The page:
Dr Winstanley was formerly Professor of History at Lancaster University
"I can't find any reference in Danial Hay's Whitehaven to Washington to the area around the harbour in Whitehaven being referred to as Cartagena and can't see why it should have been. To me, Lawrence Washington had written to Deane while Lawrence was at Cartagena, Columbia. Joseph Deane in Whitehaven then writes to Lawrence acknowledging relief (satisfaction) to receive Lawrence's letter ("yours") of 31 March (from the harbour of Cartagena).
Lawrence Washington was involved in the British attack on the town in March 1741. This is from Jeff Ducas's article on Lawrence in 2019 from the Journal of American Revolution webpage:
'Upon return to Virginia, the well-educated and erudite young Lawrence was given the management, and de facto ownership, of Little Hunting Creek Plantation in 1738. The rest of the family moved to Fredericksburg. He quickly acquired more land adjacent to the property and became well known in Virginia as a successful landowner. He would become owner of Little Hunting Creek upon the death of his father.
In 1739, England fought against Spain in what became known as the War of Jenkin’s Ear. Parliament instructed the colonies to raise a force of 3,000 men to attack Spanish possessions in the Caribbean; Virginia contributed 400. Lt. Gov. William Gooch of Virginia was able to choose officers to command four companies. On June 17, 1740, he chose as the senior captain, Lawrence Washington.
The colonials left Virginia in October 1740 and joined the fleet in Jamaica. Vice Admiral Edward Vernon was in overall command of the expedition with the ground forces led by Brig. Gen. Thomas Wentworth. They decided to attack the Spanish fortress at Cartagena in present day Columbia. The expedition proved to be a disaster, and Wentworth turned out to be an incompetent planner and leader. Hundreds of British soldiers died, including many colonials, both in battle and as the result of disease. Cartagena was never captured despite the fleet reducing several forts that protected the main fortification.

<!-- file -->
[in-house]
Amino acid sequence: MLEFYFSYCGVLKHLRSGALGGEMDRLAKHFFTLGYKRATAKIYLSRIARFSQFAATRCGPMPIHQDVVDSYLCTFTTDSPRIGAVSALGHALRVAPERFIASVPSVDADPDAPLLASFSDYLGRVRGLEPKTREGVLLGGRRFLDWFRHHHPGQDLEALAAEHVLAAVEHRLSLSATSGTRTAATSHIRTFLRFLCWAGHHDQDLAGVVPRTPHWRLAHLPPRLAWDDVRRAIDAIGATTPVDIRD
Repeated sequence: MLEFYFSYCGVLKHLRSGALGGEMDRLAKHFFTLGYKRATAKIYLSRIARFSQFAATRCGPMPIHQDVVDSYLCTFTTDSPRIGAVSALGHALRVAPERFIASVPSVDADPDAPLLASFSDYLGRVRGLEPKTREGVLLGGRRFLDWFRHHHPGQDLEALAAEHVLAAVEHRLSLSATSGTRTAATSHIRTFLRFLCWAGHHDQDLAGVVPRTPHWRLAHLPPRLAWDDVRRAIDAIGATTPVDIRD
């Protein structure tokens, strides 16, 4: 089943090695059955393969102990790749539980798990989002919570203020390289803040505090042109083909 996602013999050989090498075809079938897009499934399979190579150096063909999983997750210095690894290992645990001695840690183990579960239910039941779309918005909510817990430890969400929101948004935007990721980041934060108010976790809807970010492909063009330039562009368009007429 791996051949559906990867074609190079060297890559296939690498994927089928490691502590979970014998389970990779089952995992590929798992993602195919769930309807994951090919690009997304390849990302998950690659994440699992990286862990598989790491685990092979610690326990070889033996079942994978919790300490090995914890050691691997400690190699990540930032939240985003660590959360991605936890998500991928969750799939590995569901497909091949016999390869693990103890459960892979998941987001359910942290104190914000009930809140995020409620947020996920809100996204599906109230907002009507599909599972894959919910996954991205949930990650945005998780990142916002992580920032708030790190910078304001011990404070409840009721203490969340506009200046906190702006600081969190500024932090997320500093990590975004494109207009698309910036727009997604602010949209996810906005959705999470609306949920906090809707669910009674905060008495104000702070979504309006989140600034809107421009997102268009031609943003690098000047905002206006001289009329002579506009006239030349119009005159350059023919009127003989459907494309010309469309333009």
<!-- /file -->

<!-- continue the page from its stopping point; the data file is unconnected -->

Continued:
Fortunately, Lawrence was spared the agony of a land campaign as he was appointed as captain of Marines aboard HMS Princess Caroline, Admiral Vernon’s flagship. Observing the battle and taking part in the reduction of several Spanish forts, Lawrence wrote to his family, “War is horrid in fact but much more so in imagination. We there have learned to live on ordinary diet; to watch much and disregard the noise or shot of cannon.” He participated in a short campaign in Cuba before the colonials were disbanded and returned home in December of 1742. Despite the unsuccessful expedition, Lawrence was impressed with Admiral Vernon and named the Little Hunting Creek Plantation “Mount Vernon." '
Presumably knowing that Lawrence had gone off to fight, Deane wrote that all Lawrence's friends in Whitehaven were very pleased, probably relieved, to receive his letter and Deane sends news of friends in Whitehaven, including poor Mrs Milham who died soon after, to Lawrence.
Interesting discussion! I had not really been aware of these connections before. The original letter from Deane is in the Kendal Archives. This is unfortunately closed due to Covid 19 at present but I will check it out for you and send you digital copies of these letters when I can get there.
Every good wish,